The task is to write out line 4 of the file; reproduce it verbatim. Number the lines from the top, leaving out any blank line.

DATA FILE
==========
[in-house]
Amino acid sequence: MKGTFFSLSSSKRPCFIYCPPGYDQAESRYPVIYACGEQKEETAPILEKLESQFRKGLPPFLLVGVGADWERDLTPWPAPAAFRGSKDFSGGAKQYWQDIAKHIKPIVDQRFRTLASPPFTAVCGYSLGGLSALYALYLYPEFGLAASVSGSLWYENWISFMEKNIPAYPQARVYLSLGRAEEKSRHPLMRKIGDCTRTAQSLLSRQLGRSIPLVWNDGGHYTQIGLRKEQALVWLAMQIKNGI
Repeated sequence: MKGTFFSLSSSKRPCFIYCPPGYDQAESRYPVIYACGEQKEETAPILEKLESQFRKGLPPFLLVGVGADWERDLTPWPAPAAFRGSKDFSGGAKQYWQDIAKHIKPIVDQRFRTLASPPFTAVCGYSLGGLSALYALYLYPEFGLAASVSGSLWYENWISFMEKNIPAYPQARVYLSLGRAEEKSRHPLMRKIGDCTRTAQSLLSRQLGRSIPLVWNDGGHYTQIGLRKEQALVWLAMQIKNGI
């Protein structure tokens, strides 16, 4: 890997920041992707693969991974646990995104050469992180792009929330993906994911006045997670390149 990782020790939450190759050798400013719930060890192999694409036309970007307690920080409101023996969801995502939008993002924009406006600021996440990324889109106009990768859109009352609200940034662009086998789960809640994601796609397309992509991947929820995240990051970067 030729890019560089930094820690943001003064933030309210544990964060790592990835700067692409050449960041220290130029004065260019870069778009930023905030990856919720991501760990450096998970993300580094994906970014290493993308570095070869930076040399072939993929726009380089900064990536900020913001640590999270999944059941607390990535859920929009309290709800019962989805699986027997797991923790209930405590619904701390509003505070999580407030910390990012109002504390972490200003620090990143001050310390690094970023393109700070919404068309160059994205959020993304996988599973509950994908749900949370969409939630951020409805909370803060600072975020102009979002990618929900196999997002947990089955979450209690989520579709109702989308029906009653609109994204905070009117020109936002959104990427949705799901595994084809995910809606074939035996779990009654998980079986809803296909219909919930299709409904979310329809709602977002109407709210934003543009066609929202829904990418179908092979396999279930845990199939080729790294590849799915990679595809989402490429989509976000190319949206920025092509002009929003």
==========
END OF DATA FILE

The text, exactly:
């Protein structure tokens, strides 16, 4: 890997920041992707693969991974646990995104050469992180792009929330993906994911006045997670390149 990782020790939450190759050798400013719930060890192999694409036309970007307690920080409101023996969801995502939008993002924009406006600021996440990324889109106009990768859109009352609200940034662009086998789960809640994601796609397309992509991947929820995240990051970067 030729890019560089930094820690943001003064933030309210544990964060790592990835700067692409050449960041220290130029004065260019870069778009930023905030990856919720991501760990450096998970993300580094994906970014290493993308570095070869930076040399072939993929726009380089900064990536900020913001640590999270999944059941607390990535859920929009309290709800019962989805699986027997797991923790209930405590619904701390509003505070999580407030910390990012109002504390972490200003620090990143001050310390690094970023393109700070919404068309160059994205959020993304996988599973509950994908749900949370969409939630951020409805909370803060600072975020102009979002990618929900196999997002947990089955979450209690989520579709109702989308029906009653609109994204905070009117020109936002959104990427949705799901595994084809995910809606074939035996779990009654998980079986809803296909219909919930299709409904979310329809709602977002109407709210934003543009066609929202829904990418179908092979396999279930845990199939080729790294590849799915990679595809989402490429989509976000190319949206920025092509002009929003």